Officials should act quickly to temper disaster damage What others say

Posted: Thursday, October 30, 2003

The egg on FEMA's face could fry in this firestorm.

Oct. 23: The Federal Emergency Management Agency advised President Bush not to declare the San Bernardino Mountains a federal disaster, despite acute fire risk.

On Oct. 27, nearly a week after the Grand Prix Fire north of Fontana ignited, FEMA recommended that Bush declare much of Southern California a fire disaster. The president did so, freeing federal money to help victims and fight 10 fires.

It's good that Bush finally made the emergency declaration. But he and FEMA should have acted months ago to diminish fire danger in the Inland region.

For a year and a half, San Bernardino County pleaded for federal money to thin timber killed by drought and bark beetles. It was bad enough that Gov. Davis sat on the request for a year. But once Davis declared a state disaster, FEMA responded: We don't do pending disasters only real ones. Now fire grips Lake Arrowhead and Big Bear.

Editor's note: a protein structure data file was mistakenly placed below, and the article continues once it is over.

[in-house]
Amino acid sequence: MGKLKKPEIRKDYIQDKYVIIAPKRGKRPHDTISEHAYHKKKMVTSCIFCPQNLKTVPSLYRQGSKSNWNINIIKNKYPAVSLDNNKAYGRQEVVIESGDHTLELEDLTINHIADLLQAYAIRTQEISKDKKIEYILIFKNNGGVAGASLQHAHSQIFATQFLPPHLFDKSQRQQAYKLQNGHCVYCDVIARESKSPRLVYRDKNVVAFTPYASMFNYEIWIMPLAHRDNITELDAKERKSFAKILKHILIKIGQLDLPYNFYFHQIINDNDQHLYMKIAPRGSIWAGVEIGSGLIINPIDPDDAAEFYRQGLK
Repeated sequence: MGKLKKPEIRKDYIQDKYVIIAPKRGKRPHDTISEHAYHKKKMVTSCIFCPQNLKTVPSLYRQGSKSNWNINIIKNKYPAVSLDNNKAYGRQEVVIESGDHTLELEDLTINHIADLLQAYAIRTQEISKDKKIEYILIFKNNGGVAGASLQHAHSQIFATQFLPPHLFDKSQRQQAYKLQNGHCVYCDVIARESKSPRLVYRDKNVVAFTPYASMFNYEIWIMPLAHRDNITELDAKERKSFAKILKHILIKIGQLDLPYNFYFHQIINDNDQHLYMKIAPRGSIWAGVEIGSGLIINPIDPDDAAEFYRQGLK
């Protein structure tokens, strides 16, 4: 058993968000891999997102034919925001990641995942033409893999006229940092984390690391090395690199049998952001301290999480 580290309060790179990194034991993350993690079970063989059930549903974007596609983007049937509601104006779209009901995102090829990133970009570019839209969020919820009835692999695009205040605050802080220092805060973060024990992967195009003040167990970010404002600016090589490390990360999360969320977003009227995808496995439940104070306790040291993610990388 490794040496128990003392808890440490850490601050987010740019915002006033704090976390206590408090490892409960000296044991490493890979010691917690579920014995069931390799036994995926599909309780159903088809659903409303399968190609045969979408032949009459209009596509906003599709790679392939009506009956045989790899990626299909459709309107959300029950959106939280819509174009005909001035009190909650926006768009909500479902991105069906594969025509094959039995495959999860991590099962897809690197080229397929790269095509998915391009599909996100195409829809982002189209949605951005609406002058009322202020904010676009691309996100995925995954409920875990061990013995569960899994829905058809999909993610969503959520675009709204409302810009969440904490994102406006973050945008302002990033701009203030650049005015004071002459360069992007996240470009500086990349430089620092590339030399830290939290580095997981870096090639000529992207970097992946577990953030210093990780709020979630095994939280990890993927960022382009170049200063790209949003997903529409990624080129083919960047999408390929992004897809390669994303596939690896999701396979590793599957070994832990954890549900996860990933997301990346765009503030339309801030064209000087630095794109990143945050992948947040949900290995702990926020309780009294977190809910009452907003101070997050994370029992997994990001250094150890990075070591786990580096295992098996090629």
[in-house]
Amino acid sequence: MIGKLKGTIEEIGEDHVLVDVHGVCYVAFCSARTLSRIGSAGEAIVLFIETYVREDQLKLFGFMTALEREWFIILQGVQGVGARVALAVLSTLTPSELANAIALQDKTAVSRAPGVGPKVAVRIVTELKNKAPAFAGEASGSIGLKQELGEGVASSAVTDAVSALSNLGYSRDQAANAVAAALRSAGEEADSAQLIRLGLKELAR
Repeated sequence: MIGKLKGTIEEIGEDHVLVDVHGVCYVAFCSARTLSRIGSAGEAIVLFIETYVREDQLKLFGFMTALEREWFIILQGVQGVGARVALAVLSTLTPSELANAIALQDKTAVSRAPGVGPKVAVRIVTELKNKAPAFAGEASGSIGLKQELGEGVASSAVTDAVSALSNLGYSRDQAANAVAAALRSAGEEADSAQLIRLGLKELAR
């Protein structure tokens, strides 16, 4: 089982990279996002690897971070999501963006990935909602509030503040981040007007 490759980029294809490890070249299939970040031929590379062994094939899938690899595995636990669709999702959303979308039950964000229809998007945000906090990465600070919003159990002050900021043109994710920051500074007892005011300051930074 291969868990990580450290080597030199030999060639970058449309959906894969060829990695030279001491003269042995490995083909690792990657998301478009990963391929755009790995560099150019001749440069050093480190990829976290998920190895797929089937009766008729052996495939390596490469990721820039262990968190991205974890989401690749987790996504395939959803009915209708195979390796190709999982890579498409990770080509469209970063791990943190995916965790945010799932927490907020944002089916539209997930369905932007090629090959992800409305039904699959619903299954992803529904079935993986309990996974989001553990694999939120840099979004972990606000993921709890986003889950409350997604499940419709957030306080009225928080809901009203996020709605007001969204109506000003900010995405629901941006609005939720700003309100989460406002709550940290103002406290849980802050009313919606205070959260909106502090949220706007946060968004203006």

That risk should impel FEMA to refocus on prevention.

Every dollar spent on fire prevention saves $7 in spending to fight fires, according to Dr. Thomas M. Bonnicksen, a forest restoration expert who has toured the San Bernardino Mountains. And that doesn't include the toll of human suffering.

No one expects FEMA to forestall earthquakes or other unforeseeable disasters. But when it is clear that calamity lies in wait, federal authorities should provide the resources to taper the danger.

The Press-Enterprise, Riverside, Calif. - Oct. 29

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